What is probably the number-one question coming out of OTA’s from Houston Texans fans, other than how to get rid of Matt Schaub, was how Brian Cushing was recovering from his devastating ACL injury that caused him to miss the final eleven games of 2012. If you ask him, he’ll be in camp on day one, in pads and ready to go. While I think Cushing would probably suit up even if his leg was dangling by a thread, it’s hard to dispute his claims when team doctors have said he will be cleared to return to full action on July 17.
The next question that seems to come up in regards to Cushing is when the team will begin negotiations on an extension for the All-Pro linebacker; and it’s a loaded question, indeed.
Prior to last season, we had never seen a recovery from an ACL injury quite like the one that Adrian Peterson displayed. Now, most fans think that this will be the rule more than the exception. While I agree that modern medicine has come a remarkably long way, to assume that all hard working athletes will have the same recovery Peterson did is being a little gullible. He is clearly a special, gifted athlete and I wouldn’t be quick to use him as the bar for ACL surgery recovery. However, Cushing has one of the highest work ethics I have ever seen and if anyone else can do it, it would be him.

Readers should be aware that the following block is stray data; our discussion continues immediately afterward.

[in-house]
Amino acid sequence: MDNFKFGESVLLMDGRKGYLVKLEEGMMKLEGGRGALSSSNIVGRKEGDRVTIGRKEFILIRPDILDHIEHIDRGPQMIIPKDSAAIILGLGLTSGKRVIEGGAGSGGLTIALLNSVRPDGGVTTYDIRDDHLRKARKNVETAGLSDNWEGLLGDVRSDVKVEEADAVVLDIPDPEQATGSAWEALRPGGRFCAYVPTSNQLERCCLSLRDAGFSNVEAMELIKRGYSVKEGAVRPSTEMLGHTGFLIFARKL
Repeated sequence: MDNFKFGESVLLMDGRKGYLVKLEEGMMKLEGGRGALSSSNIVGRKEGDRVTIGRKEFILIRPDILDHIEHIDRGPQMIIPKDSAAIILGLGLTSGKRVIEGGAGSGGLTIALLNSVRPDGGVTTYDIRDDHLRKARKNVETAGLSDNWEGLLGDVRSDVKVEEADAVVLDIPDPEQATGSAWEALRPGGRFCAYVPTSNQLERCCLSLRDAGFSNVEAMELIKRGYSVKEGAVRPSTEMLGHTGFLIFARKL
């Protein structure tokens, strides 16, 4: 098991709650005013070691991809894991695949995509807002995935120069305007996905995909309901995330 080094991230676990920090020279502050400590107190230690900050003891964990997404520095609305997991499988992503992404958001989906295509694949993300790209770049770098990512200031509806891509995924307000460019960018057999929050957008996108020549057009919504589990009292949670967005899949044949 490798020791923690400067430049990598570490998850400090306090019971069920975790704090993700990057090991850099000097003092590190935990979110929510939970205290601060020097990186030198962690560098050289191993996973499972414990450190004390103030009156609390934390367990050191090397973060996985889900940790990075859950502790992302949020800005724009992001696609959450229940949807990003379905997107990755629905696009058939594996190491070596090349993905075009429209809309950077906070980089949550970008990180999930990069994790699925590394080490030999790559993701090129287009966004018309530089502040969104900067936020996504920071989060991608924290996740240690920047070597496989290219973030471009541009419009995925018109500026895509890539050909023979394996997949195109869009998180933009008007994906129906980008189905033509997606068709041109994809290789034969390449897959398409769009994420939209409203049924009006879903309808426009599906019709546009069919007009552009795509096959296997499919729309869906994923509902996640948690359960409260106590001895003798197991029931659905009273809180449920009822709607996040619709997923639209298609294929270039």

But to pretend there aren’t questions, or even doubts, would be wearing the battle-red-tinted glasses a little too long. Some, if not most that have suffered this injury, at Cushing’s position come back and are never quite the same. The effort is still there, but the explosion is gone. So before the Texans start throwing out the silly money that Cushing has very clearly earned, they must exercise a little caution. As high as hopes are that he is the same player when he comes back, the team will very clearly wait to see just how he looks in game action before even opening negotiations, and that’s the right decision.
All players say that they understand that it is a business until it reflects upon them in a negative fashion. However, Cushing seems to be the professional type that isn’t going to whine about his contract situation and understands how the game works. Unlike when DeMeco Ryans ran his mouth about his deal, Cushing knows that if he goes out there and does what he had been doing prior to his injury, the money will take care of itself. The only comment he has said about the situation that is worth noting is that he wants to retire a Texan.
The situation that no Texans fan wants to face is the possibility that their defensive captain won’t be the same guy as he was prior to the injury. His intensity, leadership and dominant play missing was the main culprit behind the Texans defense going from one of the best to the lower third of the NFL after his trip to the injured reserve. You may think one linebacker can’t make a difference that big, but it very clearly did in 2012. J.J. Watt had one of the most dominating seasons I can recall witnessing in all my years watching this game, but the Texans need their captain back to full strength in 2013 if they want to make a run at the Lombardi.
If he comes back to full strength and everything looks to be checking out okay, I put the chances at zero percent that a deal doesn’t get worked out before the end of the season. Just be patient, Texans fans. Cushing is.